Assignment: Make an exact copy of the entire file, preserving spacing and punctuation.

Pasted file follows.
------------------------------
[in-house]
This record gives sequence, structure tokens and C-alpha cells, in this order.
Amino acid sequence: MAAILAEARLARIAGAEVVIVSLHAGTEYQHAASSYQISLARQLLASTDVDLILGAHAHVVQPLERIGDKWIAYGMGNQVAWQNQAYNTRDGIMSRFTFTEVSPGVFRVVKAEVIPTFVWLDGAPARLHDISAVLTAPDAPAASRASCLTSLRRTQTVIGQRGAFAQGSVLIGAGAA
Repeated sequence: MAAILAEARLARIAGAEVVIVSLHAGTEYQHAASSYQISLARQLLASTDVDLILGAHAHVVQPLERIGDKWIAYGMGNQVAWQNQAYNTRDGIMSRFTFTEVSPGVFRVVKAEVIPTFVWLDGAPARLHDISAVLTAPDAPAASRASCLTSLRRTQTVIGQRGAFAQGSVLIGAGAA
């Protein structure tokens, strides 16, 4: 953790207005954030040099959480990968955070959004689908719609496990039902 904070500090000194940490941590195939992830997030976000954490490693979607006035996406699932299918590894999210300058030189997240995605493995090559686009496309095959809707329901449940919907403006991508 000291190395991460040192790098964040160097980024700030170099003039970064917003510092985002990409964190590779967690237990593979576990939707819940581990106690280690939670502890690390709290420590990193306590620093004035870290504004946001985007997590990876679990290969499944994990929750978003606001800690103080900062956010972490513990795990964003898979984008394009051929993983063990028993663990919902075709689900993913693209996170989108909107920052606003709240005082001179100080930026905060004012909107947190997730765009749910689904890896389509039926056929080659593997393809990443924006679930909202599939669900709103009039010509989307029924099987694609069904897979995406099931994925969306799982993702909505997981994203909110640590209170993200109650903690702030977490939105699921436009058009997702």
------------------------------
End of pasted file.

[in-house]
This record gives sequence, structure tokens and C-alpha cells, in this order.
Amino acid sequence: MAAILAEARLARIAGAEVVIVSLHAGTEYQHAASSYQISLARQLLASTDVDLILGAHAHVVQPLERIGDKWIAYGMGNQVAWQNQAYNTRDGIMSRFTFTEVSPGVFRVVKAEVIPTFVWLDGAPARLHDISAVLTAPDAPAASRASCLTSLRRTQTVIGQRGAFAQGSVLIGAGAA
Repeated sequence: MAAILAEARLARIAGAEVVIVSLHAGTEYQHAASSYQISLARQLLASTDVDLILGAHAHVVQPLERIGDKWIAYGMGNQVAWQNQAYNTRDGIMSRFTFTEVSPGVFRVVKAEVIPTFVWLDGAPARLHDISAVLTAPDAPAASRASCLTSLRRTQTVIGQRGAFAQGSVLIGAGAA
């Protein structure tokens, strides 16, 4: 953790207005954030040099959480990968955070959004689908719609496990039902 904070500090000194940490941590195939992830997030976000954490490693979607006035996406699932299918590894999210300058030189997240995605493995090559686009496309095959809707329901449940919907403006991508 000291190395991460040192790098964040160097980024700030170099003039970064917003510092985002990409964190590779967690237990593979576990939707819940581990106690280690939670502890690390709290420590990193306590620093004035870290504004946001985007997590990876679990290969499944994990929750978003606001800690103080900062956010972490513990795990964003898979984008394009051929993983063990028993663990919902075709689900993913693209996170989108909107920052606003709240005082001179100080930026905060004012909107947190997730765009749910689904890896389509039926056929080659593997393809990443924006679930909202599939669900709103009039010509989307029924099987694609069904897979995406099931994925969306799982993702909505997981994203909110640590209170993200109650903690702030977490939105699921436009058009997702």